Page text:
Plato’s entry into the market comes just as the European Union is changing the rules of the game. Trading in the dark has never been as popular in Europe as in the U.S. Only about 9 percent of European equity volume is traded over unlit venues compared with more than 40 percent in the U.S. EU regulators want to keep it that way. They’ve drafted new regulations, which come into effect in January 2017, requiring all EU trading venues to post pre-trade bid and offer prices and trading volumes—except for those dealing with “large in scale” transactions; such trades (the size of which has yet to be precisely defined) will be exempt. That means if dark pools want to keep the lights off and stay in business, they’ll need to grab market share in big equity orders. Trading such big blocks of stock without tipping off other traders was the reason dark pools were first created, beginning in the 1980s. But over time, that original promise got diluted.
The problem with dark pools in existence today is that regulators don’t trust them, says Paul Squires, the head of trading at Axa Investment Managers. And while institutional investors generally regard dark pools as preferable to lit exchanges, Squires says, they worry that the operators have too much incentive to quietly allow high-frequency-trading firms into the pool. In January, UBS paid $14 million to settle a Securities and Exchange Commission complaint that it secretly created an order type for its dark pool that advantaged high-frequency traders over other customers.
This explains why Axa and Norges have gotten behind Plato, which is also being backed by Deutsche Asset & Wealth Management, Fidelity Worldwide Investment, Union Investment, J.P. Morgan Asset Management, and a group of sell-side banks, including Citigroup, Goldman Sachs, Barclays, and UBS.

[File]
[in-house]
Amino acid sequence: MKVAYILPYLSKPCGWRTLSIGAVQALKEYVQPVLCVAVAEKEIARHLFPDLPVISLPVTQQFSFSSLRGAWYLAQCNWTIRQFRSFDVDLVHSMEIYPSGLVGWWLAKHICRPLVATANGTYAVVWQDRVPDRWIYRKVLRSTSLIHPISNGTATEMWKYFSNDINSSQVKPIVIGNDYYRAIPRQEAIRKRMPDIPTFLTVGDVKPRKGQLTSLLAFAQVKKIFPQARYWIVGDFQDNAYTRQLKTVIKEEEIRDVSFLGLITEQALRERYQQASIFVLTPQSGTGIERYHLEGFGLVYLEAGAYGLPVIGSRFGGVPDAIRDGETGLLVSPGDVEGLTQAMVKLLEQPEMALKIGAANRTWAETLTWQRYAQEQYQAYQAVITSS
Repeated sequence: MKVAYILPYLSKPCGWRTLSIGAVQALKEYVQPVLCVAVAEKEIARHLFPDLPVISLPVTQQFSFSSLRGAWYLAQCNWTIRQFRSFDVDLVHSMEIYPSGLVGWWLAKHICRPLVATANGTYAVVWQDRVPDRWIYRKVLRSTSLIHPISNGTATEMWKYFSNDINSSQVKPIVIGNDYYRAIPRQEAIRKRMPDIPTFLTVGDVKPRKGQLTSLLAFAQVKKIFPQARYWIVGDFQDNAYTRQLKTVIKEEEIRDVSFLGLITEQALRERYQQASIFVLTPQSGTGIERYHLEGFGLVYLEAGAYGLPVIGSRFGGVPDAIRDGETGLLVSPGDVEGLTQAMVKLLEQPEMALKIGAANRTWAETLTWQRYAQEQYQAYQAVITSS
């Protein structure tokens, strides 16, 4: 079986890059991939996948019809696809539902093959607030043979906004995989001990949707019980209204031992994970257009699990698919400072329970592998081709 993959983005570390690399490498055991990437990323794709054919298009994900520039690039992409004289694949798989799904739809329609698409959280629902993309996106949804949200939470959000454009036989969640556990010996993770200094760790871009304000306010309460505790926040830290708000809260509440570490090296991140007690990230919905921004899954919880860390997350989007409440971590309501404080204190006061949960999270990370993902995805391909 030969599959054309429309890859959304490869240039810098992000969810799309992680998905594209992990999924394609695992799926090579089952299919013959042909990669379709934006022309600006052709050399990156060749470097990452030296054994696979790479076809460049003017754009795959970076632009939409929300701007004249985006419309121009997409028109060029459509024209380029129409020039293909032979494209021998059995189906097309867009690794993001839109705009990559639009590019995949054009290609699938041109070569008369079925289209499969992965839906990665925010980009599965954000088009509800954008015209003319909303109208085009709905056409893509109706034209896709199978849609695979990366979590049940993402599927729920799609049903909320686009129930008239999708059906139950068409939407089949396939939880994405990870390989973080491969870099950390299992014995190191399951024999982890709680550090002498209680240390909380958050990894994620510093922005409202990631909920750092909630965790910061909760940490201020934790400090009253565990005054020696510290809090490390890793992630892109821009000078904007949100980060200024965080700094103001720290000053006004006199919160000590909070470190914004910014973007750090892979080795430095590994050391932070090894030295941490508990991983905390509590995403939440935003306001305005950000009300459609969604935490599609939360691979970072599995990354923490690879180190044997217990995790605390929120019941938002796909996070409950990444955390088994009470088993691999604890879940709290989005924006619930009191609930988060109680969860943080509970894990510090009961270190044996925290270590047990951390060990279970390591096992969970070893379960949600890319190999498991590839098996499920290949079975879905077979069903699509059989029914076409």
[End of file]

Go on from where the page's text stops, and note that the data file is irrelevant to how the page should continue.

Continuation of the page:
The new EU rules will force dark pools operated by sell-side institutions to restructure, open up to more participants, and comply with new regulations. Rather than do so, most brokerages are shuttering their dark pools and instead joining consortia like Plato and multilateral pools such as Turquoise. “It gives us the opportunity to design something progressive from scratch,” Squires says of Plato. He also likes that Plato—unlike existing dark pools—will be operated as a not-for-profit, with any money left over after expenses committed to academic research into market structure. “That is an important signal to regulators and to clients,” he says.
For all the saber rattling, Plato’s relationship with the other dark pools is more “frenemy” than pure foe: The upstart pool is looking for a new company to trade its platform. Among the leading contenders: BATS Chi-X and Turquoise.